Solitude 24/7

Written by: PP on 15/11/2008 23:55:44

This is the third Stigma album to be reviewed in this year. Nope, it has nothing to do with the up-and-coming deathcore act carrying the same name from Italy, nor with the recently reviewed Agnostic Front singer Vinny Stigma's solo record. This one is a Trondheim, Norway based (experimental?) rock band that uses unusual elements such as church organs and howled male vocals in their music to distinguish themselves from the rest. "Solitude 24/7" is the group's fifth full length release, and it is presented to us in the form of a concept, a fly-on-the-wall perspective on the life of a bachelor during a one week period.

Stigma's way of depicting the concept is to play short, guitar-driven 'interlude' songs bearing the name of the day - "Monday", "Tuesday", and so on - which precede each 'actual' track. These serve as attempts to create a foreshadowing mood, which is then told as a story in the songs that follow. At first, this is a really cool feat and adds intrigue to the album, but once you reach "Thursday", the constant interruption of flow on the album becomes damn annoying, especially because the 'real' tracks on the album are largely good pieces of music. You can expect classically tuned guitar leading the way with interesting hooks and melodies, paving the way for vocalist Robertsen's medium-range clean vocals that are somewhat heavy-metal inspired. On some tracks, Robertsen (or is it the backup vocalist Hindhammer? I'm not certain) delivers deep growling instead, possibly to depict the deep dissatisfaction of the said bachelor, but these are too weak to make a real effect. Instead, they make the band sound inexperienced not only musically but also in recording technique. Occasionally, some sort of flute supplements the band's music, giving it a slightly traditional/folk-ish feel, and if you ask me, when they combine the acoustic guitar melodies with a flute backing, they are at their very best. It's too bad there are only few songs on the album where this occurs.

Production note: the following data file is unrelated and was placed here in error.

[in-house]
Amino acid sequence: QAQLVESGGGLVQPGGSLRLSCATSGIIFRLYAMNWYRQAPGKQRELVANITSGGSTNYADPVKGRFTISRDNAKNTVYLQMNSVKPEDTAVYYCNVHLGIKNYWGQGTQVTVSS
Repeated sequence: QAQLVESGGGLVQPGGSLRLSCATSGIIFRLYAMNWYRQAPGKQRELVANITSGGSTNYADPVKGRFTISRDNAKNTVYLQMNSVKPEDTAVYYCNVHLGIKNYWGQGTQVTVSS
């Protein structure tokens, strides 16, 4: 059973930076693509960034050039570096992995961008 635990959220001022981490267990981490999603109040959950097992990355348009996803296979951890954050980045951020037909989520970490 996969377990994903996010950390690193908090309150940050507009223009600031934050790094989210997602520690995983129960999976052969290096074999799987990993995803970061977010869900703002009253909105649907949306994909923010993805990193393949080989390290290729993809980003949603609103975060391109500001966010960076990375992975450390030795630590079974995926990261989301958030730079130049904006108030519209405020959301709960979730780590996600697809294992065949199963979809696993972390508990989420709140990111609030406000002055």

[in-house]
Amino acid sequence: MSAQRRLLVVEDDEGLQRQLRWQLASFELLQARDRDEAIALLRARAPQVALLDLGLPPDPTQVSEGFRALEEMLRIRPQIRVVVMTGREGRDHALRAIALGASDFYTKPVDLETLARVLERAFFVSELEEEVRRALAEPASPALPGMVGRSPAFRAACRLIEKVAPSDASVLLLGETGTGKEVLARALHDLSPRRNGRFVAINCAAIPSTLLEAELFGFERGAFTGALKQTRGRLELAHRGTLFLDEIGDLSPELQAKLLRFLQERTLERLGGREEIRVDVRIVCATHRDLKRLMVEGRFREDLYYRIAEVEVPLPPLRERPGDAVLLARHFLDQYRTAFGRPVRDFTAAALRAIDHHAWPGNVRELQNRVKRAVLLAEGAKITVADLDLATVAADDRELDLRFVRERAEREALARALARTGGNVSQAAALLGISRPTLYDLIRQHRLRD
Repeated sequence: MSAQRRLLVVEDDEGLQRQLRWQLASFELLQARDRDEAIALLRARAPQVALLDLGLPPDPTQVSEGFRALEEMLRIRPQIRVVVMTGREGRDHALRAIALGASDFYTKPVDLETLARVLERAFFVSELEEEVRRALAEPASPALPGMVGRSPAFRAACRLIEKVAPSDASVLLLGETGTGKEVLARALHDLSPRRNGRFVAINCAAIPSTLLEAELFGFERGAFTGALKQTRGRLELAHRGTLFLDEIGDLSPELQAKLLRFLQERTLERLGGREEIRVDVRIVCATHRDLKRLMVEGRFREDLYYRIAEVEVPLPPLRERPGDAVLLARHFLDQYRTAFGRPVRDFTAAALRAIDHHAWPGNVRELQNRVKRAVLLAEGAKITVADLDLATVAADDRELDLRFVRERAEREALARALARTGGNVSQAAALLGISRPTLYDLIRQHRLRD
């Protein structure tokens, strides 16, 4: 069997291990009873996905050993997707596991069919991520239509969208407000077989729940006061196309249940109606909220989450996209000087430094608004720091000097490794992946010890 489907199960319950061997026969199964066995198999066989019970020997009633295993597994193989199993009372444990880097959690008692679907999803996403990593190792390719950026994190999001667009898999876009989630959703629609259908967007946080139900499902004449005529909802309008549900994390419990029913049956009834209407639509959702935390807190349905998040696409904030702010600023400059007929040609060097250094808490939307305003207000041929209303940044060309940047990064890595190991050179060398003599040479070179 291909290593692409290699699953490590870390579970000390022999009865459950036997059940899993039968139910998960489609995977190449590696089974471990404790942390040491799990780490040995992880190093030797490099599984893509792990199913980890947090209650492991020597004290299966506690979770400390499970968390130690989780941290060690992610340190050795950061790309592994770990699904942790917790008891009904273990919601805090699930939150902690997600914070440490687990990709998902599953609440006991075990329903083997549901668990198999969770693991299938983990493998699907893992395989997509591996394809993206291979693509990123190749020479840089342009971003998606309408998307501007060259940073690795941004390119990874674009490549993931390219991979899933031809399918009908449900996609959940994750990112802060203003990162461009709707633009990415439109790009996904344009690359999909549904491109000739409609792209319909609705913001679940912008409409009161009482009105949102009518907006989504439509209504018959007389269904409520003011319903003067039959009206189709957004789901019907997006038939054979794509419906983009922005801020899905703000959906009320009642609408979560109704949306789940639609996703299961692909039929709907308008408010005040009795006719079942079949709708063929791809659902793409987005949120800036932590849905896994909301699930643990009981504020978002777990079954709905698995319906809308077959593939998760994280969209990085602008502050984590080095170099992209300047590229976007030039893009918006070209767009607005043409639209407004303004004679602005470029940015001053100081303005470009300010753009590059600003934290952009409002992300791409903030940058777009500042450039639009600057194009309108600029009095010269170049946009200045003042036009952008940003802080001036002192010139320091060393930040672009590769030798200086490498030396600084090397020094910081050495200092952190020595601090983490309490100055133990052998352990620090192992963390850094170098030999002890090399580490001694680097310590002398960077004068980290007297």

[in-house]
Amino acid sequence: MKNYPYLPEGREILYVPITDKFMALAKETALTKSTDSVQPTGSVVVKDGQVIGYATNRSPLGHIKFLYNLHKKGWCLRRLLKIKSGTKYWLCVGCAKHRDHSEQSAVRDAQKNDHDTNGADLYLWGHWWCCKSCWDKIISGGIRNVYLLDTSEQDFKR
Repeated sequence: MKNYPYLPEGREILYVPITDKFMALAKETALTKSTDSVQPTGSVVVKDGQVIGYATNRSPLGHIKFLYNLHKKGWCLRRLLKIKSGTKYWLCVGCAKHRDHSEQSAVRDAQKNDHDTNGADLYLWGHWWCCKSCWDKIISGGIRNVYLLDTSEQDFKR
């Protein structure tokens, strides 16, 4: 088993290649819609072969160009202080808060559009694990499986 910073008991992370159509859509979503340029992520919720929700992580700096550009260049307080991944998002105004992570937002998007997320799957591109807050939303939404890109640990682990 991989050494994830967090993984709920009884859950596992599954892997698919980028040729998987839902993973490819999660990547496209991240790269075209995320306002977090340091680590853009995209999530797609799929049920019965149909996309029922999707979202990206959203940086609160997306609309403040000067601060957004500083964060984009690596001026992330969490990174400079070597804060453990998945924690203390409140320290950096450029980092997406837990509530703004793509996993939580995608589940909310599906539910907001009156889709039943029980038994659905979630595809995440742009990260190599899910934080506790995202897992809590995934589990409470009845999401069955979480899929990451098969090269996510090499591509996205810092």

While the actual songs on "Solitude 24/7" are experimental twists on the melodic rock genre, the album as a whole suffers heavily from the constant flow-breakers in the form of the 'day' songs as described earlier. Had the band dropped these out and written a few more tunes instead, this could've been something for the experimental crowds. The way it stands now, you might enjoy a couple of songs, but not the album as a whole.


Download: Live As I Die, The End (Of The Road)
For the fans of: Poisonblack
Listen: Myspace

Release date 24.07.2008
Tyntis Records

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